During WWII the Marine Corps fought primarily in the Pacific Theater and had only a few small ship based units in the European Theater. Also as a general rule, East coast recruits and draftees tended to be assigned to units in the European Theater and West coast recruits and draftees tended to be assigned to units in the Pacific Theater therefore as a West coast state, Oregon tended to be overrepresented in the Marines.
On December 8, 1941, the day following the Japanese attack on Pearl Harbor, Hawaii, Oregonians rushed to enlist in the armed services. Many chose the United States Marine Corps as the branch that they felt would most quickly get them into the thick of the fighting.
Marines had already seen action at Pearl Harbor where 109, including 3 Oregonians, were killed. Within days of that attack, Marines also helped defend Wake Island from invasion by Japanese forces. Among those killed before Wake fell on December 23, 1941 were 47 Marines and many civilians. The 1537 prisoners taken included 15 Marines from Oregon and several civilians.
The Marines also fought valiantly in The Philippines against Japanese invaders until American forces there surrendered on Bataan on April 9, 1942. One of the units was the 4th Marines where over 50 Oregonians were assigned. What followed was the horrific Bataan Death March where captured American and Philippine combatants were herded to internment camps such as the notorious Cabanatuan and Los Banos. Over two dozen Marines from Oregon were killed as POWs in the Philippines.
Marines helped defend the Territory of Guam until the garrison there was overwhelmed by Japanese forces on December 10, 1941.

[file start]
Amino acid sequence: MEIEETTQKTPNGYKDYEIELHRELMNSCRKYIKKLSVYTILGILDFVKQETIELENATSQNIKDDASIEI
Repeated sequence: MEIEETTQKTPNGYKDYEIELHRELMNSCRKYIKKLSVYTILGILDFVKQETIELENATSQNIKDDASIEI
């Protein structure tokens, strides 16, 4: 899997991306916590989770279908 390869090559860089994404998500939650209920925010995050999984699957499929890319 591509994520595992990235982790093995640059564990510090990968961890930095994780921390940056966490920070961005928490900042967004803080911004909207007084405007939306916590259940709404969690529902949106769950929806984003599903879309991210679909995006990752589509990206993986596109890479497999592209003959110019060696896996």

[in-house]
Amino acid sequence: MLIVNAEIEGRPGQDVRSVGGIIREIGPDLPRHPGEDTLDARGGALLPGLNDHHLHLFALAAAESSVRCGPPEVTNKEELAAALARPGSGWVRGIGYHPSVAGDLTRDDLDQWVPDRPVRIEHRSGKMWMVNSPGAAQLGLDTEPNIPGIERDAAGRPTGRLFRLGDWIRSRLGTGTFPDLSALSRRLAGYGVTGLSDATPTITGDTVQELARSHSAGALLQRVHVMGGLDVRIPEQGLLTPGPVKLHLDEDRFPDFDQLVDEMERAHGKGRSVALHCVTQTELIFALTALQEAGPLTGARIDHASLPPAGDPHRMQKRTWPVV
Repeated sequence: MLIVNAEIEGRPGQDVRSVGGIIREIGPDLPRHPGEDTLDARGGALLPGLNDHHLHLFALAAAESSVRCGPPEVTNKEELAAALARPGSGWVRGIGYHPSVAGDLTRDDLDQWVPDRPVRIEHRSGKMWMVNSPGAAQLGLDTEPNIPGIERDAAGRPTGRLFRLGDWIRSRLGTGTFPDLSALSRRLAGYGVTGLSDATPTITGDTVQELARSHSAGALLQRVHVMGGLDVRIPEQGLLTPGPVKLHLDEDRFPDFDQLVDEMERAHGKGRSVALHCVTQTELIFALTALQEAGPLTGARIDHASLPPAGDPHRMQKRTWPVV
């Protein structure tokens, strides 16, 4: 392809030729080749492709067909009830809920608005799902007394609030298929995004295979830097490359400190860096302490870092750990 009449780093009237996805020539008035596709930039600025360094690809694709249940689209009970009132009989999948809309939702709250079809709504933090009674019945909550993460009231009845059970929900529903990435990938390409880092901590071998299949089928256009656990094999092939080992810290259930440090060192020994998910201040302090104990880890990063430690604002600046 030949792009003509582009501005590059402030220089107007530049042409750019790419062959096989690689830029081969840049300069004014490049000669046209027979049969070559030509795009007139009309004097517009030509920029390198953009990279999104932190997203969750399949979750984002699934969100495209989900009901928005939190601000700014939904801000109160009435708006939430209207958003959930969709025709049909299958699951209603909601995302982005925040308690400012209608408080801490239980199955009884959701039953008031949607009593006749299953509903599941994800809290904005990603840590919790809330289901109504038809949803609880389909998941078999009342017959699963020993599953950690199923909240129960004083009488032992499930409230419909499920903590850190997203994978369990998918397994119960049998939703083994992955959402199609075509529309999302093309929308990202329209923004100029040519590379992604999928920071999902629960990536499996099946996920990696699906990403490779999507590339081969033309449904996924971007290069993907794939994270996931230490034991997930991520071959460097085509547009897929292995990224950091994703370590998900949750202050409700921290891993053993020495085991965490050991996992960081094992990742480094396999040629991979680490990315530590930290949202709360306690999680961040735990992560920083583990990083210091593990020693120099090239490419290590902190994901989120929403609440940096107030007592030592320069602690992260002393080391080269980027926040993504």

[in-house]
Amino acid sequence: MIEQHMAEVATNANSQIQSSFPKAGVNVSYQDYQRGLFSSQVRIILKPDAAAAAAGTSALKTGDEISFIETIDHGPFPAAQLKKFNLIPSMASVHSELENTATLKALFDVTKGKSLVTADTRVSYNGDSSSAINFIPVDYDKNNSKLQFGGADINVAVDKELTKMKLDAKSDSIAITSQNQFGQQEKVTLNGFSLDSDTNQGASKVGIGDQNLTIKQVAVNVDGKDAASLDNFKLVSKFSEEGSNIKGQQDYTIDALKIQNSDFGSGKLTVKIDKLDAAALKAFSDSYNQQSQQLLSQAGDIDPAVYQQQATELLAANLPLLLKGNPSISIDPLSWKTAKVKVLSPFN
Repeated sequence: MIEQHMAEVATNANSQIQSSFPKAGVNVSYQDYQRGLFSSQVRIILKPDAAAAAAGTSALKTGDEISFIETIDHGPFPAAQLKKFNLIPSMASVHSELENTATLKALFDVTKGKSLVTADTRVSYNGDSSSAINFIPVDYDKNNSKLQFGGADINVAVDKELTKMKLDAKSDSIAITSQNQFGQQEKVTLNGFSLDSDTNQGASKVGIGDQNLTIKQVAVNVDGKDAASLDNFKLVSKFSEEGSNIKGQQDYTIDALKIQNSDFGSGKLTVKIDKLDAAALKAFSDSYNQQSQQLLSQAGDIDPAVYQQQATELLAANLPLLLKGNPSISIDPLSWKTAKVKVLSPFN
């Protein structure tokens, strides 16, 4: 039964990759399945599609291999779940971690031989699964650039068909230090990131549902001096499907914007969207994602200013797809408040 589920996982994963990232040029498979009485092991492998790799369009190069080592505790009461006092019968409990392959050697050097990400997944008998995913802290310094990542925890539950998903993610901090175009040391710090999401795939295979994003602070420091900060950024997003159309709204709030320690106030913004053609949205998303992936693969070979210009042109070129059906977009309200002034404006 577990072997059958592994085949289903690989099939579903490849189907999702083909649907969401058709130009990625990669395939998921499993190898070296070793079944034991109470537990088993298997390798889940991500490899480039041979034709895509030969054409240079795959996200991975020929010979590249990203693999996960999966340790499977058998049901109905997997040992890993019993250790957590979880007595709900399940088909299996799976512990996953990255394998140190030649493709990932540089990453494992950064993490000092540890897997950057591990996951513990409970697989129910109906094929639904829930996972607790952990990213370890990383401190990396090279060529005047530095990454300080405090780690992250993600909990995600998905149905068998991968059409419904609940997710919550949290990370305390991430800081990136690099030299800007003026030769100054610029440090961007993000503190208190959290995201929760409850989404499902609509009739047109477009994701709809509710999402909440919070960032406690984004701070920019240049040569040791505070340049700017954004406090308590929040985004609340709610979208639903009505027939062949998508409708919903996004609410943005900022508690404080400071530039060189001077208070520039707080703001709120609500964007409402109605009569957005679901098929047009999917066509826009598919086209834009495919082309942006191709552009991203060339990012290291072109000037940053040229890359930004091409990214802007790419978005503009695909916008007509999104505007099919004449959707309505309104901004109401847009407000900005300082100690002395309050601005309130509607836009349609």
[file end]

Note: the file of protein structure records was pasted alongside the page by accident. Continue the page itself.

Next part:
In June, 1942 Marines fought back in the Battle of Midway. Marine ground personnel and aviators helped to thwart the attempted Japanese capture of Midway Atoll. In doing so, they turned the tide of the Pacific War.
In August, 1942, Marines were involved in the United States’ first offensive operations in the Pacific, the raid on Makin Island and the retaking of Guadalcanal. Thereafter, they were an integral part of an island-hopping strategy, as Americans began a push through the Solomon Islands toward Rabaul and in the southwest Pacific north toward the Philippines. The spearhead through the Marshall, Gilbert and the Caroline Islands relied heavily upon the Marine Corps.
Once the Mariana Islands were liberated, Oregon Marines were a part of the combined American effort that turned north toward Japan itself. Iwo Jima and Okinawa were seized in difficult battles that cost many Marine lives.
Major offensive operations in the Pacific in which Oregon Marines participated included: Guadalcanal, Makin Island, New Georgia, Cape Gloucester, Bougainville, Tarawa, Roi-Namur, Eniwetok, Palau/Peleliu, Leyte, Saipan, Guam, Tinian, Iwo Jima and Okinawa. Many Oregon Marines died in these actions; at Tarawa alone, 20 Marines from Oregon were killed.
In addition to ground personnel, Marine aviators served brilliantly in the Pacific. Operating from both aircraft carriers and tiny island airstrips, they accounted for the destruction of hundreds of enemy aircraft and naval vessels. During the war, a Marine Corps Air Station was established in Salem.
The Marine Corps Women’s Reserve was established on February 13, 1943. Once Oregon women were finally able to serve as Marines, they filled virtually every non-combat role including more than 200 crucial jobs ranging from cook to mechanic and gunnery instructor.
In August 1945 U.S. forces were poised to invade southern Japan in Operations Coronet and Olympic until the use of two atomic weapons on August 6 and August 9, 1945 forced the capitulation of the Japanese military government. Many Oregon Marines served in Japan during its occupation by American forces. Oregon Marines also saw duty in China.